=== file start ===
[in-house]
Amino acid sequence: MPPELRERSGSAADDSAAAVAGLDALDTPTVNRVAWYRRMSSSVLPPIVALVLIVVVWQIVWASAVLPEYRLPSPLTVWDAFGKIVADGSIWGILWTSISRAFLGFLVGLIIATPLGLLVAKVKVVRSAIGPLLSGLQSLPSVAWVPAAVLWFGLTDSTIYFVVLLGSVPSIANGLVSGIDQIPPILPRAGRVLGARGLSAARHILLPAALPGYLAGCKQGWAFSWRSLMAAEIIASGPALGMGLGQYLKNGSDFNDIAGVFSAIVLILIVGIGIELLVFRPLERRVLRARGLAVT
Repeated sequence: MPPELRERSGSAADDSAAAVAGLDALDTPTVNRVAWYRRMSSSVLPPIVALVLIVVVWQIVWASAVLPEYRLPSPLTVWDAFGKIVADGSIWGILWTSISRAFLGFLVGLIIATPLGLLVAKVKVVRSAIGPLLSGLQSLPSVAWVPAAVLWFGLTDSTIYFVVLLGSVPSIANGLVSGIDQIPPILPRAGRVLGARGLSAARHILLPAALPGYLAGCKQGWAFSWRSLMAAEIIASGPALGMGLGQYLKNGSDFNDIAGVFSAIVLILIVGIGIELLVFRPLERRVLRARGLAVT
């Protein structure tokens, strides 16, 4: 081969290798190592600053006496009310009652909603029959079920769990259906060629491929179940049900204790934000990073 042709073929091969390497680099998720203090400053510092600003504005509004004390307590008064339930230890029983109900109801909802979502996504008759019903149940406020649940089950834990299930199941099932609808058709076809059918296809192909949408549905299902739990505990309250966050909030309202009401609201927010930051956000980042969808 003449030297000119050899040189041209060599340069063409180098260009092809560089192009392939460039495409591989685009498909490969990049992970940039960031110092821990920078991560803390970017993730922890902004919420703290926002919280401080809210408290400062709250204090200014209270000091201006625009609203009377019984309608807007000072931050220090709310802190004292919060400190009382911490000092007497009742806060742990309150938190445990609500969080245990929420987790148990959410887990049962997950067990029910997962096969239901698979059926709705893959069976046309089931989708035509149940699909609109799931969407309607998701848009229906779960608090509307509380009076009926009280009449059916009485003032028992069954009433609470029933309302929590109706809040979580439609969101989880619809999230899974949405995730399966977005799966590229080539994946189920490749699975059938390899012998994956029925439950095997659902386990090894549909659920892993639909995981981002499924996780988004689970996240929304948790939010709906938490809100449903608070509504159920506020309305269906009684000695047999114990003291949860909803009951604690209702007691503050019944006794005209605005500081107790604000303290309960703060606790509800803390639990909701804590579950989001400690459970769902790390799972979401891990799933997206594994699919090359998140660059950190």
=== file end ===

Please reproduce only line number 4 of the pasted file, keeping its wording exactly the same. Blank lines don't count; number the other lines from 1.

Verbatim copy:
């Protein structure tokens, strides 16, 4: 081969290798190592600053006496009310009652909603029959079920769990259906060629491929179940049900204790934000990073 042709073929091969390497680099998720203090400053510092600003504005509004004390307590008064339930230890029983109900109801909802979502996504008759019903149940406020649940089950834990299930199941099932609808058709076809059918296809192909949408549905299902739990505990309250966050909030309202009401609201927010930051956000980042969808 003449030297000119050899040189041209060599340069063409180098260009092809560089192009392939460039495409591989685009498909490969990049992970940039960031110092821990920078991560803390970017993730922890902004919420703290926002919280401080809210408290400062709250204090200014209270000091201006625009609203009377019984309608807007000072931050220090709310802190004292919060400190009382911490000092007497009742806060742990309150938190445990609500969080245990929420987790148990959410887990049962997950067990029910997962096969239901698979059926709705893959069976046309089931989708035509149940699909609109799931969407309607998701848009229906779960608090509307509380009076009926009280009449059916009485003032028992069954009433609470029933309302929590109706809040979580439609969101989880619809999230899974949405995730399966977005799966590229080539994946189920490749699975059938390899012998994956029925439950095997659902386990090894549909659920892993639909995981981002499924996780988004689970996240929304948790939010709906938490809100449903608070509504159920506020309305269906009684000695047999114990003291949860909803009951604690209702007691503050019944006794005209605005500081107790604000303290309960703060606790509800803390639990909701804590579950989001400690459970769902790390799972979401891990799933997206594994699919090359998140660059950190």